“We will learn from the warning signs from other countries. We will take every precaution. We will work together as a region,” he added.

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US now has highest COVID-19 deaths, surpasses Italy: Johns Hopkins

A total of 20,071 people have died of the disease among 519,453 confirmed cases in the country as of 4 p.m. local time (2000 GMT) on Saturday

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Washington, April 12 : The UnS has surpassed Italy as the country with the highest number of coronavirus deaths in the world as the fatalities as of Sunday reached 20,604, according to data compiled by Johns Hopkins University.

As of Sunday morning, Italy has reported 19,648 coronavirus deaths, placing it in the second position after the US, the data published by the university’s enter for Systems Science and Engineering (CSSE) revealed.

The US also accounts for the highest number of confirmed cases with 529,887. Spain, where the number of confirmed infections stands at 163,027, is a distant second, followed by Italy with 152,271 cases.

New York state, the epicentre of the pandemic in the US, has recorded the most deaths in the country, 8,627, which is followed by New Jersey and Michigan with 2,183 and 1,276, respectively, the CSSE data showed.

A total of 32,001 patients in the country have recovered, it added.

US President Donald Trump’s administration, which earlier estimated that the pandemic would cause anywhere from 100,000 to 240,000 deaths in the US, revised its projection downward this week to 60,000, reports Efe news.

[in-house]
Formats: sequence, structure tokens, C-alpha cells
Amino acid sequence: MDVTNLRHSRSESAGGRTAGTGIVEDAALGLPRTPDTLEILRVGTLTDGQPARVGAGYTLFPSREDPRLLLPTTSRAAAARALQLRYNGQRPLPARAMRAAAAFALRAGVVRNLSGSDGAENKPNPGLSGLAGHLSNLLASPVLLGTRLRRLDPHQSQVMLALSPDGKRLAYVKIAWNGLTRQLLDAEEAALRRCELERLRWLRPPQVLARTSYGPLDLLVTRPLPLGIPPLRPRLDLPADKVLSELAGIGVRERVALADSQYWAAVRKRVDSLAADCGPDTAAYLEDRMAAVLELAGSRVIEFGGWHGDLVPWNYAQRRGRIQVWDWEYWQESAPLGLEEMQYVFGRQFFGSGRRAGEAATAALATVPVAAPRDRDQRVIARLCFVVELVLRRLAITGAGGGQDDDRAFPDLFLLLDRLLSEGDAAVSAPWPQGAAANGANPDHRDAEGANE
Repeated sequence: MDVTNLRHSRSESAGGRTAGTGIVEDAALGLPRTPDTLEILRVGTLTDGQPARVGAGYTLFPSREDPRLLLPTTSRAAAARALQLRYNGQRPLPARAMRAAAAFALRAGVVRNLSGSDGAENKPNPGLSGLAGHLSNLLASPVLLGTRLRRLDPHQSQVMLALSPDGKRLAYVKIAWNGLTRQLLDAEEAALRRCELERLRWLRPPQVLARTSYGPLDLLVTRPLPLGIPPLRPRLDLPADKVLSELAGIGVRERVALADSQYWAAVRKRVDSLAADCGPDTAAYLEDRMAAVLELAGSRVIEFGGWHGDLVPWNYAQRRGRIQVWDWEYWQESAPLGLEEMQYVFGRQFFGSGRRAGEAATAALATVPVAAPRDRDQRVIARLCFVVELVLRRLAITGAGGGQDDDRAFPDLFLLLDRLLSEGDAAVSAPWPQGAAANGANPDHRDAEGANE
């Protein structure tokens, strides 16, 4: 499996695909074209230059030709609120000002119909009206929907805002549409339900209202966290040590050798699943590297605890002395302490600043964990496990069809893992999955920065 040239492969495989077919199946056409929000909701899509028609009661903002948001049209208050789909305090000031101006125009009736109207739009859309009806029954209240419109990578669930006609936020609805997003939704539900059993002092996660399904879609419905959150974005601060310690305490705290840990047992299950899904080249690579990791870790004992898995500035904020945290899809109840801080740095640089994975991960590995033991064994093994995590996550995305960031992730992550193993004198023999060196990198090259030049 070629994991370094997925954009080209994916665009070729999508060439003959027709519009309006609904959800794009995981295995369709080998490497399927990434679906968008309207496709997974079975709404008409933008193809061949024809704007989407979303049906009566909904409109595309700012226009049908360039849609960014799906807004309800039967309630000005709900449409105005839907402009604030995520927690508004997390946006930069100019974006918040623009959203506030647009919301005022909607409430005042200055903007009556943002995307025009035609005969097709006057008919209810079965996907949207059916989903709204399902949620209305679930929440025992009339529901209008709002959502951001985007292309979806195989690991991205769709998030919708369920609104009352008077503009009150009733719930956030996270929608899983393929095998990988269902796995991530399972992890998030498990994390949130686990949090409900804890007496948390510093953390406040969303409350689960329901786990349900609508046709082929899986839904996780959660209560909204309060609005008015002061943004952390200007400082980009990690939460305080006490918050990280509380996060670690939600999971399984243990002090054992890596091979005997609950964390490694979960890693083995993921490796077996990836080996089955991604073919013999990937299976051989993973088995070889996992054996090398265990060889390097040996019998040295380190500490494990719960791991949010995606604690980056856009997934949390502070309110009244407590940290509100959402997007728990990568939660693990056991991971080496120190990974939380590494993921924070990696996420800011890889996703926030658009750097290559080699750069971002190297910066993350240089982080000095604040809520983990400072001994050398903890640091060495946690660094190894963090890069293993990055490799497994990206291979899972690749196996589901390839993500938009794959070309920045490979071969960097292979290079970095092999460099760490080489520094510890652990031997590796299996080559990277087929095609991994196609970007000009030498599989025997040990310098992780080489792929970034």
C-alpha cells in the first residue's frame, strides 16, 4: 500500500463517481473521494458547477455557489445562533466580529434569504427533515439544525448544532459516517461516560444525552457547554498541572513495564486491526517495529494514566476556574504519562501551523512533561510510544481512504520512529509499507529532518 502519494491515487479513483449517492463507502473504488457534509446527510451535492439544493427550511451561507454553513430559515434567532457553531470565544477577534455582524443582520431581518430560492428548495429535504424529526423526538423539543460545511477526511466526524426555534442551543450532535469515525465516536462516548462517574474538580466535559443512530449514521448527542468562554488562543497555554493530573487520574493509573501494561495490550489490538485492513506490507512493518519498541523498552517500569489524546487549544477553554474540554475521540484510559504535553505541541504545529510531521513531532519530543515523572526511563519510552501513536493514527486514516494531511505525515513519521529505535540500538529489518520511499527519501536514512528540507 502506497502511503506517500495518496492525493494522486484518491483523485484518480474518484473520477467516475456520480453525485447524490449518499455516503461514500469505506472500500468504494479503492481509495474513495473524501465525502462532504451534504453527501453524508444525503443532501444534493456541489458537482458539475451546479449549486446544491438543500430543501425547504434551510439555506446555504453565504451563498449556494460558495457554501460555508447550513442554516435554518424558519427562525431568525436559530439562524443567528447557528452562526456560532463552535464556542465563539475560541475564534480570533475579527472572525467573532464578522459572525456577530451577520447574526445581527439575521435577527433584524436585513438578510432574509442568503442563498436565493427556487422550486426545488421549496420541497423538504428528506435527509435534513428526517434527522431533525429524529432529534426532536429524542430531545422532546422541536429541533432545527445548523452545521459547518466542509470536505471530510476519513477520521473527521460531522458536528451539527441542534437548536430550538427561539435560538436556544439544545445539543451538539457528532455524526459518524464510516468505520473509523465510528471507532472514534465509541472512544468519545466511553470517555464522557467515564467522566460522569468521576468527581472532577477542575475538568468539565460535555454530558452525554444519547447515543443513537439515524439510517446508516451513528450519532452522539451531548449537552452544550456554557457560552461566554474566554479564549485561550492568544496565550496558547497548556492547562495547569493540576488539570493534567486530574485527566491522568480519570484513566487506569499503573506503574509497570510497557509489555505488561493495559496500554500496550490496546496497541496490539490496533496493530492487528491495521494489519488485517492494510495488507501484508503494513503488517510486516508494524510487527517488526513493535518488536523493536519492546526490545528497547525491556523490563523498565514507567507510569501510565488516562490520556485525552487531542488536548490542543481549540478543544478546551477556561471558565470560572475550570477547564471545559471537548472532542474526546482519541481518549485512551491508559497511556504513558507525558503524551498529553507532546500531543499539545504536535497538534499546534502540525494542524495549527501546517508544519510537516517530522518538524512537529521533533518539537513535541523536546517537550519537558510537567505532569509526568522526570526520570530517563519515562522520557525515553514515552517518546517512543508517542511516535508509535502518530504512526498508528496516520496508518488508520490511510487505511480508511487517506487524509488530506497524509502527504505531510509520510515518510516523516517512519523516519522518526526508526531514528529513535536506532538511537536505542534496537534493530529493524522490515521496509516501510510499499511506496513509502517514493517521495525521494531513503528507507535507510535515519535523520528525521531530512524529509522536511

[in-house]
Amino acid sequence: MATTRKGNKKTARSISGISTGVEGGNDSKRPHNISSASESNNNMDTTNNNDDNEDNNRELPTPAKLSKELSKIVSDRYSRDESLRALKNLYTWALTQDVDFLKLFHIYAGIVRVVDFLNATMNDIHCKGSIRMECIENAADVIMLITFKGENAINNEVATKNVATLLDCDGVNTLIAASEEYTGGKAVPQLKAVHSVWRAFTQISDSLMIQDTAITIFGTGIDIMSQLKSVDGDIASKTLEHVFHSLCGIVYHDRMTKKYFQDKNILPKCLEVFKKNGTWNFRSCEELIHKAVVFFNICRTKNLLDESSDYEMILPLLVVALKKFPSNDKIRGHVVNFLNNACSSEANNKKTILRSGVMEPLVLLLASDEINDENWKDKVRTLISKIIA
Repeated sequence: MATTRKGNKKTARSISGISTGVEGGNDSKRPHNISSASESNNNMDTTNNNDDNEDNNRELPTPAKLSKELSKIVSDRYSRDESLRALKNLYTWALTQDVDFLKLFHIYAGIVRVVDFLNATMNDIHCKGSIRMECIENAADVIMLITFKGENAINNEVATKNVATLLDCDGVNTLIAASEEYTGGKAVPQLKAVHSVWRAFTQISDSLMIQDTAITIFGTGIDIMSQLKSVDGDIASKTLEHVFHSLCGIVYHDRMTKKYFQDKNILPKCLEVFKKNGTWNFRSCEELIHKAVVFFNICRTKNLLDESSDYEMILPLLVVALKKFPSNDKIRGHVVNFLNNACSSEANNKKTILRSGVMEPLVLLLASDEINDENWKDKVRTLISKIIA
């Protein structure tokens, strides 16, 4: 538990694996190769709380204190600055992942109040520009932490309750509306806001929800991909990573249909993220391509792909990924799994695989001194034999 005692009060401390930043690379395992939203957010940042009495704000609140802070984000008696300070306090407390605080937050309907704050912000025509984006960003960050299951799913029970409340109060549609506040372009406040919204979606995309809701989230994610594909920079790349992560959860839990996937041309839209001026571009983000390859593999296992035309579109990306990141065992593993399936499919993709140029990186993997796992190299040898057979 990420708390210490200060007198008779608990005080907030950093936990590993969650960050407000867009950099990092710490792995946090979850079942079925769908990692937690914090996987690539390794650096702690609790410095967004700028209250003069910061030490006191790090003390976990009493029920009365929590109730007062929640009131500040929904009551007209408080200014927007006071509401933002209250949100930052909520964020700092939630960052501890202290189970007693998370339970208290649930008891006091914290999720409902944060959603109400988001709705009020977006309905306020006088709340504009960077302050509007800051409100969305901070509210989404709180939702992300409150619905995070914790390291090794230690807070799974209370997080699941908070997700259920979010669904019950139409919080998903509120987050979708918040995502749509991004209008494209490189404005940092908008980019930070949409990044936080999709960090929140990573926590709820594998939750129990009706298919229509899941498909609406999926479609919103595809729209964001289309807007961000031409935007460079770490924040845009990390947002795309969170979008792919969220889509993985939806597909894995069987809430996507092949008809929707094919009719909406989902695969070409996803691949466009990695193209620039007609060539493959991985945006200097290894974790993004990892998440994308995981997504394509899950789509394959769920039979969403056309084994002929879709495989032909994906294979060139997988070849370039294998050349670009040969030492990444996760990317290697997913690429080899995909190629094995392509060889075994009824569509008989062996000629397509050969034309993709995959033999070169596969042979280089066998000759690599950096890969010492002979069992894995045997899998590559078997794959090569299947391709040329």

Members of the White House coronavirus task force credit the more optimistic forecast to the success of the stay-at-home orders issued by 42 of the 50 states, as well as Puerto Rico and the District of Columbia, covering around 316 million people.

Trump, who has repeatedly decried the economic cost of closing schools and businesses to contain the virus, said late last month that he hoped to re-open the country by Easter Sunday.

During Friday’s news briefing by the task force, Trump sought to reassure Americans that he would guided by medical experts as well as by recommendations from the “Opening Our Country Council” he plans to install next week.

“I want to get it open as soon as possible. The facts are going to determine what I do,” the president said.

“I’m going to have to make a decision, and I only hope to God that it’s the right decision. But I would say, without question, it’s the biggest decision I’ve ever had to make,” Trump said.

As of Sunday, the number of global coronavirus cases stood at 1,777,517, with 108,862 deaths, while 404,236 people have recovered.